Meanwhile, responses to severe climate hazards prompted thorny political questions. In Canada, the Canadian Armed Forces (CAF) continued to assist firefighting and evacuations in British Columbia and the Northwest Territories. The summer’s extreme weather prompted one retired Canadian military leader to call for a new national emergency response agency to minimize the burden on the CAF. In China in early August, thousands of People’s Liberation Army and People’s Armed Police personnel conducted evacuations during flooding from the landfall of Typhoon Doksuri, and a decision to divert flood waters to parts of Hebei Province to protect Beijing prompted anger at the government. (For more on the dynamics in China, see our analysis here).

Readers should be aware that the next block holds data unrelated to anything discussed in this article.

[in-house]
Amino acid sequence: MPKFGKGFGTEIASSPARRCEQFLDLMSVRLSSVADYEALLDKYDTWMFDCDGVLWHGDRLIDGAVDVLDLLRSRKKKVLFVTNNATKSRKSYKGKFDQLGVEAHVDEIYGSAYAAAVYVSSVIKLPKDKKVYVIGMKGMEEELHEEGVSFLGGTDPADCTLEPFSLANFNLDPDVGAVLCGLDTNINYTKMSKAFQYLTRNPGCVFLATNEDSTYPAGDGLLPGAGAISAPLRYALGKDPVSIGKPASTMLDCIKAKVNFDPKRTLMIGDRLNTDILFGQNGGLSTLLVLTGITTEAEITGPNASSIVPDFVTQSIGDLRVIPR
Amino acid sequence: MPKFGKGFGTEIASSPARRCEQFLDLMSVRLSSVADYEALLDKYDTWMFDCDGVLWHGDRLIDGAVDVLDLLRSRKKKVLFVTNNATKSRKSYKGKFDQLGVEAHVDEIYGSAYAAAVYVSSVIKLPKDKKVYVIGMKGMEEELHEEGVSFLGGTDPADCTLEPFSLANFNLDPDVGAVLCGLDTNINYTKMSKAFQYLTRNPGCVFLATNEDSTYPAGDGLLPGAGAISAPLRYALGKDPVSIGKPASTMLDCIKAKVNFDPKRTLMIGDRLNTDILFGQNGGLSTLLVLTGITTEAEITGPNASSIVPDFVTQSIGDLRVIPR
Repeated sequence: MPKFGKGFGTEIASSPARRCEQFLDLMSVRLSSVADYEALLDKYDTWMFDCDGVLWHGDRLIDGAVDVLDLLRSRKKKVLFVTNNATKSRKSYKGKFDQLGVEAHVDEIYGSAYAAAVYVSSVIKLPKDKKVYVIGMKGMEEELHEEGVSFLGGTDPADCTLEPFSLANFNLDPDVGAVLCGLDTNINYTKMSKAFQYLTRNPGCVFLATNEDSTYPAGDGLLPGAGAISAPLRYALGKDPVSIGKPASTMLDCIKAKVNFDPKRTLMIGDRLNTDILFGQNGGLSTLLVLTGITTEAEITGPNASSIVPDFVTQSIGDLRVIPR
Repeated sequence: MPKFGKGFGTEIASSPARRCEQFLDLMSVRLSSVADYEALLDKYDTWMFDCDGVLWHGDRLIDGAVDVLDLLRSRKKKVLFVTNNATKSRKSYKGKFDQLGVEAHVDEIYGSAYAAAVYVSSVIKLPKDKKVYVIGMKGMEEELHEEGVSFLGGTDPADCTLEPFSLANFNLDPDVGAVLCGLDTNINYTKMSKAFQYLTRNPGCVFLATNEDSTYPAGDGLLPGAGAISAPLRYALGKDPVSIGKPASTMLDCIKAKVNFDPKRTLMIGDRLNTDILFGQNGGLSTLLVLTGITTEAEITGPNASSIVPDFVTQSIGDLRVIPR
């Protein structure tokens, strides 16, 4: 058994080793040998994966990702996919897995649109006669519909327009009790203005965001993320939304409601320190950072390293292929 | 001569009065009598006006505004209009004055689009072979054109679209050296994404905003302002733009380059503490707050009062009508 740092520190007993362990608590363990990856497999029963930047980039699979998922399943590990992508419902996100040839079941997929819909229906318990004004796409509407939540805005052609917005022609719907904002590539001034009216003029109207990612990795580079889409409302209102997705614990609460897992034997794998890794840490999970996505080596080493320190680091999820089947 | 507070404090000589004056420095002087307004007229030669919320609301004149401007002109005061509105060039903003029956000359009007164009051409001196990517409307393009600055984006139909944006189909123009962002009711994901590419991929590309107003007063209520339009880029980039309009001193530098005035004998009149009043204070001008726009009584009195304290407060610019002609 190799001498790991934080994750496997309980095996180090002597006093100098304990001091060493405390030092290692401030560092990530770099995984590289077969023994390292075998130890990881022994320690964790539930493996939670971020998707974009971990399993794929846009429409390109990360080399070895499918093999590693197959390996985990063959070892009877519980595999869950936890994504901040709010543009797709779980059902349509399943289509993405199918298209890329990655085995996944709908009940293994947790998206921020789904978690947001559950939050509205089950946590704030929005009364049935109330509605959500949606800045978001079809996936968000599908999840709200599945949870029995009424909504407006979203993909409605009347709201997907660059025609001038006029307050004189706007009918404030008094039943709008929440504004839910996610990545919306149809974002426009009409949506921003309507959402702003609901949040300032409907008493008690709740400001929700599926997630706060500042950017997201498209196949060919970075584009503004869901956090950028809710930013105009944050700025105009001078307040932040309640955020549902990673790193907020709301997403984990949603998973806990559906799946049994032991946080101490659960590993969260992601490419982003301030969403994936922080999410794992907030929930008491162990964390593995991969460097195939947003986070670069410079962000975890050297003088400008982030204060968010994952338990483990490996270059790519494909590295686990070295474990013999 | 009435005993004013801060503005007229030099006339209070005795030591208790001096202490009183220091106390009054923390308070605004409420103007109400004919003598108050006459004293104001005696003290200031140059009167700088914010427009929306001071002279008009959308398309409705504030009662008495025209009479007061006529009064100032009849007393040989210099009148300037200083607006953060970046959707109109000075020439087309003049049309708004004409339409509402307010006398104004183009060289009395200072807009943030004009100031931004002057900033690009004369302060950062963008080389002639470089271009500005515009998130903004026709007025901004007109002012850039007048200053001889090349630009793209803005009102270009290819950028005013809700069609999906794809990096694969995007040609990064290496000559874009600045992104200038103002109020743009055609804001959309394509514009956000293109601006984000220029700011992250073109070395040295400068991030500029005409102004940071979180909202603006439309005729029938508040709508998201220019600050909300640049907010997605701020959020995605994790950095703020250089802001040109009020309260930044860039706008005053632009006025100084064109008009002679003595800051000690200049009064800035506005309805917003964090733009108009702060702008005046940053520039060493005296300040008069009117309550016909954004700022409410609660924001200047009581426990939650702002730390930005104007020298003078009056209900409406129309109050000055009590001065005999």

Elsewhere, climate-driven hazards led neighbors to help neighbors, both in the United States and internationally. A wildfire in Louisiana drew in National Guard troops from as far away as Minnesota, while the EU Civil Protection Mechanism was activated for the second time this summer in Greece in response to wildfires. Many countries that deploy in support of the mechanism do so via their militaries, especially smaller countries like Croatia. According to the European Commission, the August fires in Greece were the largest fires ever seen in the EU.

July 2023 Update: Military Responses to Climate Hazards (MiRCH) Tracker

By Tom Ellison and Erin Sikorsky